The Obama administration is delaying the implementation of a full range of small business health plan choices until 2015 in 33 states. These are states where the federal government will be running insurance market exchanges.

Rhett Buttle, vice president of external affairs for the Small Business Majority, a Washington, D.C.-based business advocacy group, says the 17 states that run their own exchanges will have the option of allowing employees to choose from several health insurance plans, beginning in 2014.

Health insurance tips

Here are five tips for making sound decisions about health insurance:
  1. Find an expert. To find an insurance agent or broker who knows the subject, ask another business owner for a referral, says Derek Ross, president of Kulchin Ross Insurance Services located in Southern California. Some agents who haven't studied the law may pass along bad information, he adds. "The majority of brokers and agents don't truly understand the changes that are coming. There are still many ambiguities," Ross says.
  1. Think hard before dropping coverage for your employees. Laszewski says your decision about whether to provide workers with health insurance should be based on how it'll affect your finances. It may seem cheaper to drop coverage, but that could place you at a competitive disadvantage when it comes to attracting and keeping qualified workers.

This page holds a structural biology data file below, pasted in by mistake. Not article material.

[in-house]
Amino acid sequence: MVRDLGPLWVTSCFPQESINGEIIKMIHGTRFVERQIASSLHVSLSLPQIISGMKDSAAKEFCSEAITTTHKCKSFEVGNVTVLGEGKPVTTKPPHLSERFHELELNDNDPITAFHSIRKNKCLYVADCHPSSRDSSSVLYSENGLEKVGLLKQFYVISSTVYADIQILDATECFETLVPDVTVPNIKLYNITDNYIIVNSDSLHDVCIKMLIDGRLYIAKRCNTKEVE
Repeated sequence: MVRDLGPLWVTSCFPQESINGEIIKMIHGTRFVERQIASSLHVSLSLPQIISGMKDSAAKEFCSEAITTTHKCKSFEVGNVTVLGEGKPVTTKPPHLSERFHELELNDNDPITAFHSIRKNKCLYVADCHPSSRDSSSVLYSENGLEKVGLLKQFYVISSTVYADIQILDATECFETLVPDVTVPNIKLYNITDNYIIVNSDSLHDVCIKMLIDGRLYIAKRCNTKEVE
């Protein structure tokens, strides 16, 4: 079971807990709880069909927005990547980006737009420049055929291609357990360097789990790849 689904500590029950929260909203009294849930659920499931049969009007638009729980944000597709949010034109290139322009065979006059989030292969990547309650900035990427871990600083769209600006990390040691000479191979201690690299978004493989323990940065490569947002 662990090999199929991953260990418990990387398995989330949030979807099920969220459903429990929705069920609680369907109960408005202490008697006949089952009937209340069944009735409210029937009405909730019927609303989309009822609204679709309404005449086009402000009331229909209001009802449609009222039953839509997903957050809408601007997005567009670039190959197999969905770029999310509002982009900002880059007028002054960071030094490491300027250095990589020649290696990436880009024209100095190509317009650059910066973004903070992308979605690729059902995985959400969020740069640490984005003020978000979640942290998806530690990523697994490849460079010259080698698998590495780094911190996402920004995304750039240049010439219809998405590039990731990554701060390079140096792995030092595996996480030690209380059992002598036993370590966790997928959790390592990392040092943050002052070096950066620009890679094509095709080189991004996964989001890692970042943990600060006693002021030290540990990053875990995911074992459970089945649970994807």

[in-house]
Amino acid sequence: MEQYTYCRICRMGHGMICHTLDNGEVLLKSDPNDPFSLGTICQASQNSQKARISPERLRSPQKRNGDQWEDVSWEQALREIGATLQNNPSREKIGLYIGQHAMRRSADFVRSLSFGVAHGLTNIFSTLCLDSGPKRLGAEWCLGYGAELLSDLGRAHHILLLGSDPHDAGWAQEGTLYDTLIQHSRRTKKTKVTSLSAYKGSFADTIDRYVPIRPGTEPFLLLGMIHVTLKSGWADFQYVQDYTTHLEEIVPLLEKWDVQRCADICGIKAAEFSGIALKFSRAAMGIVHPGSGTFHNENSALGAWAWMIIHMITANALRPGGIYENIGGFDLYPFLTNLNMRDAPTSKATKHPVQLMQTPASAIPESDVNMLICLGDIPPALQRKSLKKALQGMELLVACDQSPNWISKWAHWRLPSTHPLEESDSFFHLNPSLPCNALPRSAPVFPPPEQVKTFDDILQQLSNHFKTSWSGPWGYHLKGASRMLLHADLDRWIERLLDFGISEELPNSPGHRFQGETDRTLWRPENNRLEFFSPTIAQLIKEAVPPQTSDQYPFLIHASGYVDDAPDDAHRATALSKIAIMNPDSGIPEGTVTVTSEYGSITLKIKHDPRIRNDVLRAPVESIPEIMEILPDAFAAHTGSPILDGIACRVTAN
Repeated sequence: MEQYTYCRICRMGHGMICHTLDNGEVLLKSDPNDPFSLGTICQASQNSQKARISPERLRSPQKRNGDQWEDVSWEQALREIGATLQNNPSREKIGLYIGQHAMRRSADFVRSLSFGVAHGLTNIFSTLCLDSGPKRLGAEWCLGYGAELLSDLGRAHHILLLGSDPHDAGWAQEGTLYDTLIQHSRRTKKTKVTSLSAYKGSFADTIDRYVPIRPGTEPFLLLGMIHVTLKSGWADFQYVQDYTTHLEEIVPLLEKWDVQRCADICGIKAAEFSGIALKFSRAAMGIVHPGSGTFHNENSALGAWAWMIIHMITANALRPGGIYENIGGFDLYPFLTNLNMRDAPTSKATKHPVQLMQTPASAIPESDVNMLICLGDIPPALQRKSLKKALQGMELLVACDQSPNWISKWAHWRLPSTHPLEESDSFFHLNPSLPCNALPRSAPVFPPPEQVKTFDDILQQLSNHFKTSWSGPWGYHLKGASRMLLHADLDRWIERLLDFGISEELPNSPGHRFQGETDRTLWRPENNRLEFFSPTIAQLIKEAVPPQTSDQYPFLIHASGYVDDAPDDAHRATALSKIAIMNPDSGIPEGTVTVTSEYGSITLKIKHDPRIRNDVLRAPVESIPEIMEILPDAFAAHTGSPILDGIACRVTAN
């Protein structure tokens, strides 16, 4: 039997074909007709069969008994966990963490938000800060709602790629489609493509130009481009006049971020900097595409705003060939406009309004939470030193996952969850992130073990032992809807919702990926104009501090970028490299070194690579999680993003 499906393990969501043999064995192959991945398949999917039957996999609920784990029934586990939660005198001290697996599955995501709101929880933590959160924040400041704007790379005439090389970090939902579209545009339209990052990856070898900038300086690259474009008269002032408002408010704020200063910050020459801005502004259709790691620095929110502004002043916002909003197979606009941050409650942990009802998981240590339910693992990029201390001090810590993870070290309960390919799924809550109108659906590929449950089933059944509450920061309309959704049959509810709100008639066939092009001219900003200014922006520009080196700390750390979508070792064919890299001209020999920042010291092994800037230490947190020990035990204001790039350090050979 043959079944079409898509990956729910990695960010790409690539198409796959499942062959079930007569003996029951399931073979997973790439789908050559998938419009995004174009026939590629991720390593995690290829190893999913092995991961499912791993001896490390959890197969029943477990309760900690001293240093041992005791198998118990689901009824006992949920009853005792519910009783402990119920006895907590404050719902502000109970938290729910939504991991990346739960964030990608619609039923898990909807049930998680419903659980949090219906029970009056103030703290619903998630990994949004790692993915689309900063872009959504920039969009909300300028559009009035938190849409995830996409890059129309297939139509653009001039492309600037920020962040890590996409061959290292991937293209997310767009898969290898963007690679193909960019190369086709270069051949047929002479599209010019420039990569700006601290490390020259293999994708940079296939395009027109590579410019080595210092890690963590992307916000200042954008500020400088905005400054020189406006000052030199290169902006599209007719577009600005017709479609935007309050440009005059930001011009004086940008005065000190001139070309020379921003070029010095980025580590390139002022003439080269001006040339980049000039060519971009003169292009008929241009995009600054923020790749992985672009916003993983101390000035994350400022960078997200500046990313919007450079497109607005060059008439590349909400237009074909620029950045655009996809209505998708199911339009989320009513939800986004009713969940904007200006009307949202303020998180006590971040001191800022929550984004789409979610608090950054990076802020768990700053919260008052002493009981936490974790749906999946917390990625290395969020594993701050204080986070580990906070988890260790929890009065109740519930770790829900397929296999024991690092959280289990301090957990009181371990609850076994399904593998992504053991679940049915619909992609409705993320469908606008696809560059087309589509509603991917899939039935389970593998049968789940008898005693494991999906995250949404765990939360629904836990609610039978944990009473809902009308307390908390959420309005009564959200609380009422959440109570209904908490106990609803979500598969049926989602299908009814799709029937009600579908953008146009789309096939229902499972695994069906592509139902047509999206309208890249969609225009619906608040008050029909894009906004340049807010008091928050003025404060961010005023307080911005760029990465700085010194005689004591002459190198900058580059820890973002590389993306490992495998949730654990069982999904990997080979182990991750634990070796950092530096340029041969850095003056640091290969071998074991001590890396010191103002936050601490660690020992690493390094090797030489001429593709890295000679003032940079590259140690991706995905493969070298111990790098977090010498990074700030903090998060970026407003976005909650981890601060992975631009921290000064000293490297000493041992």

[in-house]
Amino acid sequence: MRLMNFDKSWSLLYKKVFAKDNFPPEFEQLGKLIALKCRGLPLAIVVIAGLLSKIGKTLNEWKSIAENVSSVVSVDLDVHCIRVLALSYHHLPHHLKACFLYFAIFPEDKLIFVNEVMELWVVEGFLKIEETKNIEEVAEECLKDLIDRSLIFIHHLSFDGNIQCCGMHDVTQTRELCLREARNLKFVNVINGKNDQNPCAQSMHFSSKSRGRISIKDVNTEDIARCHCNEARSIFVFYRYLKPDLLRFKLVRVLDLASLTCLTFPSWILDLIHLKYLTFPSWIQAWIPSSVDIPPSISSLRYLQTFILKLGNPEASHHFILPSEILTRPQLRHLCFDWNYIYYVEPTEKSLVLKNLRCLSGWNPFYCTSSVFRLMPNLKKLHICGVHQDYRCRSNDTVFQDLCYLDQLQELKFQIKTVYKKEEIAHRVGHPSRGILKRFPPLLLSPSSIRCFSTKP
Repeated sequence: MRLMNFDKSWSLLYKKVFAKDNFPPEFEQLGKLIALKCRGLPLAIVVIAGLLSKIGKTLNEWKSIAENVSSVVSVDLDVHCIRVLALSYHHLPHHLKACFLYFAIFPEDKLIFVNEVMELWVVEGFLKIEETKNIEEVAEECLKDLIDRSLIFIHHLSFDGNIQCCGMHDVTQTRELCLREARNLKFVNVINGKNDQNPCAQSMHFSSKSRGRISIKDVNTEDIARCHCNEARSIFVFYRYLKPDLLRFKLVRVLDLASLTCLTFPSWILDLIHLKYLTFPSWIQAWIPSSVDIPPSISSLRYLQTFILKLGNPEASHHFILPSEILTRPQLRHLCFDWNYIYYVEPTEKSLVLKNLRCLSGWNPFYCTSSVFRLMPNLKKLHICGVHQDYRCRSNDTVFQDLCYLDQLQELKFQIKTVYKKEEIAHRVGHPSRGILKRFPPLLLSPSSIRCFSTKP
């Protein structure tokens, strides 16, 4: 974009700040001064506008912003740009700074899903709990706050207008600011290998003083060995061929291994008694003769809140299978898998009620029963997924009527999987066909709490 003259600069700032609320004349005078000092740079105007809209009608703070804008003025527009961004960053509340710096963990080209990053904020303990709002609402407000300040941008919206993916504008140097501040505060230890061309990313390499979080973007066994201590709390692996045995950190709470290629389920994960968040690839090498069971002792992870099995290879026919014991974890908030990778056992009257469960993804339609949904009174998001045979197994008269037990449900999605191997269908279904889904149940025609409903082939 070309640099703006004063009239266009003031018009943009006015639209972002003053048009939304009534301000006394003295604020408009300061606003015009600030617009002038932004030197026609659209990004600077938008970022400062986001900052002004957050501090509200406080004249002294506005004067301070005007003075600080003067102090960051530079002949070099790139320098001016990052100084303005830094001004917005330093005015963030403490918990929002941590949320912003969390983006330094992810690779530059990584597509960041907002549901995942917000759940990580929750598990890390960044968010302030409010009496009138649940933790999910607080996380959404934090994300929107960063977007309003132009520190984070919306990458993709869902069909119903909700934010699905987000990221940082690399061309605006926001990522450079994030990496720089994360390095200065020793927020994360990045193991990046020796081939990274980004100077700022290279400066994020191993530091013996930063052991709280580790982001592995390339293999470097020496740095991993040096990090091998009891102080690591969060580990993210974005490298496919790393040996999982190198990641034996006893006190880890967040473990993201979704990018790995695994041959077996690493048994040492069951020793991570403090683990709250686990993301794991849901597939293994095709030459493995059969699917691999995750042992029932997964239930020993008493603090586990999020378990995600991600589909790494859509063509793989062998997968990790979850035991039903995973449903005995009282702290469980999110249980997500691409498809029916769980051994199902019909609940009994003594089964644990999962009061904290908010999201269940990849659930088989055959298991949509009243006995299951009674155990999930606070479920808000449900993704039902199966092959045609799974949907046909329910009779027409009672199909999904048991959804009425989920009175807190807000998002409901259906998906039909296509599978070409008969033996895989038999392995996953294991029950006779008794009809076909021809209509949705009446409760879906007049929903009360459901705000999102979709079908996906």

1. Follow the rules. Although the ACA provides tax breaks, it also carries fines for violations. According to the Kaiser Foundation, businesses with at least 50 full-time employees can be fined $2,000 per employee, if they don't offer affordable health insurance coverage for full-time workers, beginning in 2014. However, the first 30 employees are excluded from this fine.

    So if a business with 50 full-time employees is fined, no fines will be levied for 30 employees. The fines will be levied for the remaining 20 employees, costing a total of $40,000 for the business.

  1. Explore using a grandfathered plan. According to the Kaiser foundation, the ACA permits small businesses to keep the insurance plans they currently have, even if they don't fully comply with new ACA requirements. These plans are subject to fewer regulations. For example, businesses aren't required to allow employees to appeal denials of coverage. Also, businesses don't have to allow direct access, without a referral, to an OB-GYN. To be eligible to use a grandfathered plan, you must have had your plan in place when the ACA took effect in 2010.
  1. Take time to educate yourself. The federal government's website has a wealth of information on federal health care reform. Other useful resources include the SBA and the Kaiser Foundation's websites.

Hauge says not all of the ACA's regulations have been finalized, so more information will be forthcoming. Small business owners should try to keep up with the latest health care developments.